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Dbq Essay Example A Push Practice

While a number of the most important reform movements of the late 19th and early 20th centuries grew out of efforts to combat the negative effects of industrialization, the main focus of their efforts was not the impact of the Industrial Revolution on the natural environment. Although some reformers, such as Theodore Roosevelt and Gifford Pinchot, were deeply worried about the consequences of economic development on the natural environment, the most influential, most effective reformers were primarily concerned with the impact of the rise of big business on small businesses, industrial workers, and consumers, and with corruption in government that reformers believed resulted from the economic power of large corporations.

Farmers were upset at what they regarded as arbitrary and excessive railroad rates and abuses such as rebates to big business like Standard Oil. These farmers were among the first and most outspoken advocates of reform in the late 19th century. Pressure from the Farmers’ Alliances convinced Congress to pass and President Cleveland to sign the Interstate Commerce Act of 1887, a piece of legislation designed to regulate railroad rates and prohibit corrupt practices such as rebates. By 1890, these Farmers’ Alliances had entered politics in a number of Southern and Midwestern states and succeeded in pressuring Congress to pass the Sherman Antitrust Act, outlawing all “combinations in restraint of trade.” By 1892, a national People’s Party had been organized, nominating a third-party presidential candidate and electing several members of Congress. The Populist movement, a reform movement attempting to combat the negative effects of industrialization and the rise of big business, was now in full swing.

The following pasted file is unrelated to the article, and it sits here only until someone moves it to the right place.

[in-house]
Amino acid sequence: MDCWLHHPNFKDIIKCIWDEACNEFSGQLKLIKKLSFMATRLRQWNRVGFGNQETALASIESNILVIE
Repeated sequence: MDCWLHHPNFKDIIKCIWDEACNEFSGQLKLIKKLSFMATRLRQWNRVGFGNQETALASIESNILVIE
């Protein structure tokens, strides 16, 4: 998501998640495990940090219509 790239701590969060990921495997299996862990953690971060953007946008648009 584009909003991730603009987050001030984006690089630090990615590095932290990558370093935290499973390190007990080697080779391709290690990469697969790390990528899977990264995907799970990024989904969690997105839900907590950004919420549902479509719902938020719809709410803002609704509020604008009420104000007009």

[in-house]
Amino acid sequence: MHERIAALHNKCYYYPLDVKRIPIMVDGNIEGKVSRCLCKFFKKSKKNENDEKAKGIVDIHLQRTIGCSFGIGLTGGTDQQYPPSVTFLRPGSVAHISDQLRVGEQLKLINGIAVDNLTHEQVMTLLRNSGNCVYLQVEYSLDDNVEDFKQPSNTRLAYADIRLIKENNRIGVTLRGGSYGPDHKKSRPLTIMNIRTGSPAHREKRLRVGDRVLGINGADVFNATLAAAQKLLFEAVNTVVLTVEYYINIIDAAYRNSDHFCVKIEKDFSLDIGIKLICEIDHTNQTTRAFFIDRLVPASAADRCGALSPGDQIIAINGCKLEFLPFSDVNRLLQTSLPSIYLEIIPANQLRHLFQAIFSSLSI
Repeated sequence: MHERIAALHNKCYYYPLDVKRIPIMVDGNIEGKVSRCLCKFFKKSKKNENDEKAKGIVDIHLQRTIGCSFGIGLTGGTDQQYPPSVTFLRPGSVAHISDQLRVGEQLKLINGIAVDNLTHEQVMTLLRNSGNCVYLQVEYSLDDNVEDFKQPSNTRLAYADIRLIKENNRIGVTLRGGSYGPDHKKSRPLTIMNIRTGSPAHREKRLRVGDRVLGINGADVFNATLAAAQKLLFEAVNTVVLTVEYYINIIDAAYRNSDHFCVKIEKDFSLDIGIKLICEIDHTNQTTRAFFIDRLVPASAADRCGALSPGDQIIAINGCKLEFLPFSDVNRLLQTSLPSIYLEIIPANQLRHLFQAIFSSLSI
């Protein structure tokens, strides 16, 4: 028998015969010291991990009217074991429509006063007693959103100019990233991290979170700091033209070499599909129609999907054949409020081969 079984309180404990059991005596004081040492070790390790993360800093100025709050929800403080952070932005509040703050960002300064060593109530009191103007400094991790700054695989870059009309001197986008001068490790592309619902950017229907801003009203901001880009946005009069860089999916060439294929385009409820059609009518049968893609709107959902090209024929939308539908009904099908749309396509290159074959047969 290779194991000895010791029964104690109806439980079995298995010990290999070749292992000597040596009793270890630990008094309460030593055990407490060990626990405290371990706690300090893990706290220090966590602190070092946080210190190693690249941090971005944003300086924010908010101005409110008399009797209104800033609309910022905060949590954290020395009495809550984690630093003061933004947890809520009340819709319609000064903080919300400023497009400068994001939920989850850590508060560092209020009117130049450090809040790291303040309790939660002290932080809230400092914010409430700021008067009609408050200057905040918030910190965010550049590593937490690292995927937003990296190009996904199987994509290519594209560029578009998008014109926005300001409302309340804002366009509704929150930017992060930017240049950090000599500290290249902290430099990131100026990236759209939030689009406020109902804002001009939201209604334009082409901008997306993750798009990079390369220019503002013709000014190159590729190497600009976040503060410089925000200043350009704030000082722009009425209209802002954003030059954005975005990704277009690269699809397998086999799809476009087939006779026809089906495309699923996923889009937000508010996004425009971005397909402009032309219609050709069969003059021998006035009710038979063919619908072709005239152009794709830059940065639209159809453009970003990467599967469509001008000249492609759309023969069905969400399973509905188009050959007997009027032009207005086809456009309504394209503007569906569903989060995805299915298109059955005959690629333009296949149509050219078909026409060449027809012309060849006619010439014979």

Beginning at the state level and with strong support in many urban areas, a new progressive movement reached the national level during the first years of the 20th century. Supported by President Theodore Roosevelt, progressive reformers, like the Populists, sought to strengthen railroad regulation and both enforce and further strengthen the antitrust laws. In 1902, President Roosevelt not only forced mine owners to submit to arbitration to settle a nationwide coal strike, he also asked his attorney general to file an antitrust suit against the Northern Securities Company, a large railroad holding company. After the Supreme Court upheld a lower court decision to break up the Northern Securities Company in 1904, Roosevelt went on to strengthen the Interstate Commerce Commission’s ability to regulate railroad rates by pushing the Hepburn Act through Congress in 1906. A few years later, another progressive reformer, Woodrow Wilson, succeeded to the presidency, and he managed to further strengthen the antitrust laws by pushing the Clayton Antitrust Act through Congress in 1914.

While railroad regulation and antitrust actions attracted the most attention of reformers during the period 1880–1920, some efforts were made by reformers to mitigate the effects of industrialization and commercial expansion on the natural environment. President Roosevelt used his executive authority to put thousands of acres of public lands aside for national parks, saving them from commercial exploitation. In 1908, he convened a conservation conference at the White House in an effort to further mitigate the damage that mining and manufacturing were doing to the natural environment, especially in the West. President Roosevelt also pushed for the establishment of the forest service and appointed a conservation-minded ally, Gifford Pinchot, to head that agency. Finally, even after retiring from office, Roosevelt supported Pinchot in his efforts to prevent President Taft’s secretary of the interior, Richard Ballinger, from opening additional public lands to commercial exploitation.